His voice cracks. Amie doesn’t miss it.

Amie: Is it anything I can do to help, Kale?

Tanev: I know how to drive Amie.

His voice raises an octave.  Defensive. But more whiney than aggressive.

Amie: Well, if you ever change your –

Tanev: It’ll never change Amie. It’ll never change.  I’m not…I’m not allowed to drive.

Tanev physically shrinks.  He turns away from Amie and the camera, his body trembling.  She slowly gets out of the car and walks around it, standing in front of him.  Slowly, carefully, she wraps her arms around him.  His body shakes with a convulsion.  She leans against him.  He begins to move, but doesn’t pull away.

Kale Tanev’s apartment has been ransacked.

Something has went terribly wrong.

The boxes that previously contained his precious dishware and glasses have been torn apart, shredding disbursed across the small kitchen and living room into a hundred pieces. 

There are shards of plates and bowls everywhere. 

There are divots in the wall from where plates cashed into them. Thick, ugly gouges out of the wall, craters of plaster.

The drywall has been pockmarked like an acme scarred face by uneven, rounded holes.  There are traces of blood thinly splattered against the delicate eggshell white paint.

There is glass everywhere.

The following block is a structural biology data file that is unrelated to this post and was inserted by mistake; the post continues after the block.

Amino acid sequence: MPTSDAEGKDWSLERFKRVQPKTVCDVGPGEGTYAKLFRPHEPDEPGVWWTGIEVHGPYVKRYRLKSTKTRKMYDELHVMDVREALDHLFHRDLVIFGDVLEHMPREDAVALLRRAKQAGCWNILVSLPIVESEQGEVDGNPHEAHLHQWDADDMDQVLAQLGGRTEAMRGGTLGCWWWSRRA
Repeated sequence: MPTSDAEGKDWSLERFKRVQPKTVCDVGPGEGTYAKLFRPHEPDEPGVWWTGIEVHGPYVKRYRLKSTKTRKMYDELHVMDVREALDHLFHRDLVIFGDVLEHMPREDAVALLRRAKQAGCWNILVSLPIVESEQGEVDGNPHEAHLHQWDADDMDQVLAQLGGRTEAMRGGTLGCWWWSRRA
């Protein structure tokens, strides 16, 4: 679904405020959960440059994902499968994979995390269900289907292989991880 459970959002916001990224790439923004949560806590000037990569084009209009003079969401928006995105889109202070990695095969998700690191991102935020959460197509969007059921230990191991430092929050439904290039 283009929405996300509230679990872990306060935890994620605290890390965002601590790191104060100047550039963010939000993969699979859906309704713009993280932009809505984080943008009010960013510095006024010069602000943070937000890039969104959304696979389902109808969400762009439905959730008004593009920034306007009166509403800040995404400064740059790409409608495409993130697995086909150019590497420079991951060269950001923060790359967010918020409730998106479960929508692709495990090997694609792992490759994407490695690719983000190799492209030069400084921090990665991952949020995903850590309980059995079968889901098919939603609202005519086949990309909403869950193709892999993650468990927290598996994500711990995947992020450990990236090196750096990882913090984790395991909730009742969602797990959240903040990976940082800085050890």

The camera pans across to the patio overlooking the desert.  The sliding glass door has been smashed.  There is blood smeared on the inside wall of the deck.

Kale Tanev is slumped against the side wall of the deck, sobbing uncontrollably.

The hands and arms which shield his face from the camera’s peering gaze are covered in dozens of cuts, creating a patchwork of raw human flesh and blood. 

He’s covered in sweat.  Sweat is almost the wrong way to describe it.  His body is covered in a thick layer of perspiration, soaking his longish hair, some of which has wicked across his forehead, plastering it to his skull. 

He rocks back and forth in this seated position, silent except for the moans coming from his buried face. A fist suddenly darts out, smashing against the side wall, leaving a trail of gore, breaking a few chips of paint from the surface. When he speaks, he voice carried a strained tone of remorse and deep shame.

I never said I was a good guy. 

I warned you that I wasn’t who you thought I was.

I wasn’t a charity case getting my life back together. 

I wasn’t a nice guy who got unlucky and fell on bad times. 

I deserved it all.  I did this to myself.  I did so much worse.

She’s gone because of me. 

I extinguished the flame of my true love.

A primal, guttural groan emerges from the protective arms obscuring his face.  Slowly Tanev lifts his head.

My Janie.

It’s all my fault.

I did it. 

I killed my wife.